The province has filed a motion with the National Energy Board asking it to compel Kinder Morgan to provide “full and adequate” responses to questions about its Trans Mountain pipeline expansion.
The demand is one of a series of similar requests of the NEB after Kinder Morgan responded to a series of first-round information requests by various intervenors in the project review.
The province submitted more than 70 requests related to maritime and land-based spill response, prevention and recovery systems.
But the government says Kinder Morgan’s failure to provide sufficient information in the responses means B.C. can’t fully understand the risks posed or judge whether the project would meet B.C.’s condition of world-leading spill response systems.
According to the provincial filing, Kinder Morgan refused to release its Emergency Response Program, citing its confidential and sensitive contents.
That could instead be treated as a confidential filing, the province argued, if the NEB decides it can’t be safely put on the public record.
But the province indicated it may argue against confidentiality, citing a federal government pledge for more transparent pipeline safety regulations that ensure that companies’ emergency and environmental plans are “easily available to the public.”
“The province is not able to prepare questions for the second round of intervenor information in the absence of adequate responses to the requests filed for the first round.”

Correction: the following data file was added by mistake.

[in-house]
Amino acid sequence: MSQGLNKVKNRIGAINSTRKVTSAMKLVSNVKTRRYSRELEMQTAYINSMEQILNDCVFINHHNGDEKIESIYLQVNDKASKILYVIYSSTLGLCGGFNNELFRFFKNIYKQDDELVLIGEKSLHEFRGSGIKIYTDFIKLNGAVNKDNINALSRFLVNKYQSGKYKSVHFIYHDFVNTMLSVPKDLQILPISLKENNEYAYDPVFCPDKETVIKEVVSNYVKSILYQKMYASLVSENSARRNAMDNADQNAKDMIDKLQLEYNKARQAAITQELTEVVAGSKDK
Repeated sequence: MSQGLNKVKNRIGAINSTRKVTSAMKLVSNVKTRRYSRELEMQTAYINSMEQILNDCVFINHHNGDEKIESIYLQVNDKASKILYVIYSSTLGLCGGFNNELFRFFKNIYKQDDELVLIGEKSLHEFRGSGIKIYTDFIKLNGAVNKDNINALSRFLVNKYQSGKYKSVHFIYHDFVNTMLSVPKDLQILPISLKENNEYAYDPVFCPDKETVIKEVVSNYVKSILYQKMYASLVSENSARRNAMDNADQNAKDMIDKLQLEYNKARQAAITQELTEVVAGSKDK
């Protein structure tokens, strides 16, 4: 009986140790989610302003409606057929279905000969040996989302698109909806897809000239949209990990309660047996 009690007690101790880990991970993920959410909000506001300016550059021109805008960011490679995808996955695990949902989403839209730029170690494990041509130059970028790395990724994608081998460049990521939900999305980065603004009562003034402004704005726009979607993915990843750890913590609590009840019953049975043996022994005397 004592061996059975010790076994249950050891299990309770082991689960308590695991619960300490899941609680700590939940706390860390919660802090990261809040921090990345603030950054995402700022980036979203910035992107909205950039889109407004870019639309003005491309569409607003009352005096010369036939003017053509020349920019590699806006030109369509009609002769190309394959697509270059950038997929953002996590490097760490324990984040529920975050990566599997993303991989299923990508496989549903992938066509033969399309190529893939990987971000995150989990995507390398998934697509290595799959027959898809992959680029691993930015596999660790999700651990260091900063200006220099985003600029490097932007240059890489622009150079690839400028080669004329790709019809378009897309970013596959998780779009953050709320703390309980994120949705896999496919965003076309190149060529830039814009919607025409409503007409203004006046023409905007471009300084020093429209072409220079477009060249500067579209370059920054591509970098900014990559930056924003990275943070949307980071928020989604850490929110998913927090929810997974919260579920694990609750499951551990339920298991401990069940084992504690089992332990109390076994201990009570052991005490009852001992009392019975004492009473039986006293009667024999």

B.C. also wants the NEB to extend its Sept. 11 deadline for intervenors to file second-round information requests, saying it’s “impossible” to file meaningful follow-up questions by then, even if Kinder Morgan provides more information in the meantime.
The unanswered provincial requests include that Kinder Morgan provide a detailed list of all spills from its pipelines over the past 30 years.
The province also asked if the company would commit to automated pipeline shutdown within 10 minutes if a suspected leak identified by the control centre can’t be ruled out within that time.
Green Party MLA Andrew Weaver, who submitted nearly 500 questions, is among other intervenors who have filed similar motions.
“Many of the answers I received are simply unacceptable,” Weaver said. “They are refusing to consider any oil spill larger than a small fraction of a tanker’s cargo, and basing their oil spill analysis on a response capacity that simply doesn’t exist.”
More than 10,000 questions were submitted in the first round of information requests.
Since the process bars oral cross-examination in upcoming hearings, intervenors will have only have one more chance to pose written questions.